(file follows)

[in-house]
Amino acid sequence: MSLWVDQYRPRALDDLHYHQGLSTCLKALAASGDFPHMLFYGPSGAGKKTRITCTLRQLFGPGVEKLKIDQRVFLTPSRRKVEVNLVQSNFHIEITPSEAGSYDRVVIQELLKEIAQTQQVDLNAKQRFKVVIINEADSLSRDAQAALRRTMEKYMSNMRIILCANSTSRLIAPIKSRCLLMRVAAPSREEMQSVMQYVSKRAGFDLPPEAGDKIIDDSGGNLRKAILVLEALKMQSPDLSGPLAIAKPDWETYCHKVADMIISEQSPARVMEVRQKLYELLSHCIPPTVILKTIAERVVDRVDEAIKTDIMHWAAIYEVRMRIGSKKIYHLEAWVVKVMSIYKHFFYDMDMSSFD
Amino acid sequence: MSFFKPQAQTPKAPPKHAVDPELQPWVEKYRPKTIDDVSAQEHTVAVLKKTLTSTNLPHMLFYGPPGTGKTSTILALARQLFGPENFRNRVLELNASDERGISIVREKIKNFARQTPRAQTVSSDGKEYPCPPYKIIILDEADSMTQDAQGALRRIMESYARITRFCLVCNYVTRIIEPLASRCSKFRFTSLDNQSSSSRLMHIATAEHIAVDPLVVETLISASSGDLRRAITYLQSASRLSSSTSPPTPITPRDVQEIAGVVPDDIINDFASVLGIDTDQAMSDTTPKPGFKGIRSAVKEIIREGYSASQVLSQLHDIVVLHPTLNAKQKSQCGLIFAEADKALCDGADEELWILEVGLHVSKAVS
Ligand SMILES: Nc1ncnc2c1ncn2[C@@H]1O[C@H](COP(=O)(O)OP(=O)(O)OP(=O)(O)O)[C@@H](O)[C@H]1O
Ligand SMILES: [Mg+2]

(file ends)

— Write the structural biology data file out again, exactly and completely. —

[in-house]
Amino acid sequence: MSLWVDQYRPRALDDLHYHQGLSTCLKALAASGDFPHMLFYGPSGAGKKTRITCTLRQLFGPGVEKLKIDQRVFLTPSRRKVEVNLVQSNFHIEITPSEAGSYDRVVIQELLKEIAQTQQVDLNAKQRFKVVIINEADSLSRDAQAALRRTMEKYMSNMRIILCANSTSRLIAPIKSRCLLMRVAAPSREEMQSVMQYVSKRAGFDLPPEAGDKIIDDSGGNLRKAILVLEALKMQSPDLSGPLAIAKPDWETYCHKVADMIISEQSPARVMEVRQKLYELLSHCIPPTVILKTIAERVVDRVDEAIKTDIMHWAAIYEVRMRIGSKKIYHLEAWVVKVMSIYKHFFYDMDMSSFD
Amino acid sequence: MSFFKPQAQTPKAPPKHAVDPELQPWVEKYRPKTIDDVSAQEHTVAVLKKTLTSTNLPHMLFYGPPGTGKTSTILALARQLFGPENFRNRVLELNASDERGISIVREKIKNFARQTPRAQTVSSDGKEYPCPPYKIIILDEADSMTQDAQGALRRIMESYARITRFCLVCNYVTRIIEPLASRCSKFRFTSLDNQSSSSRLMHIATAEHIAVDPLVVETLISASSGDLRRAITYLQSASRLSSSTSPPTPITPRDVQEIAGVVPDDIINDFASVLGIDTDQAMSDTTPKPGFKGIRSAVKEIIREGYSASQVLSQLHDIVVLHPTLNAKQKSQCGLIFAEADKALCDGADEELWILEVGLHVSKAVS
Ligand SMILES: Nc1ncnc2c1ncn2[C@@H]1O[C@H](COP(=O)(O)OP(=O)(O)OP(=O)(O)O)[C@@H](O)[C@H]1O
Ligand SMILES: [Mg+2]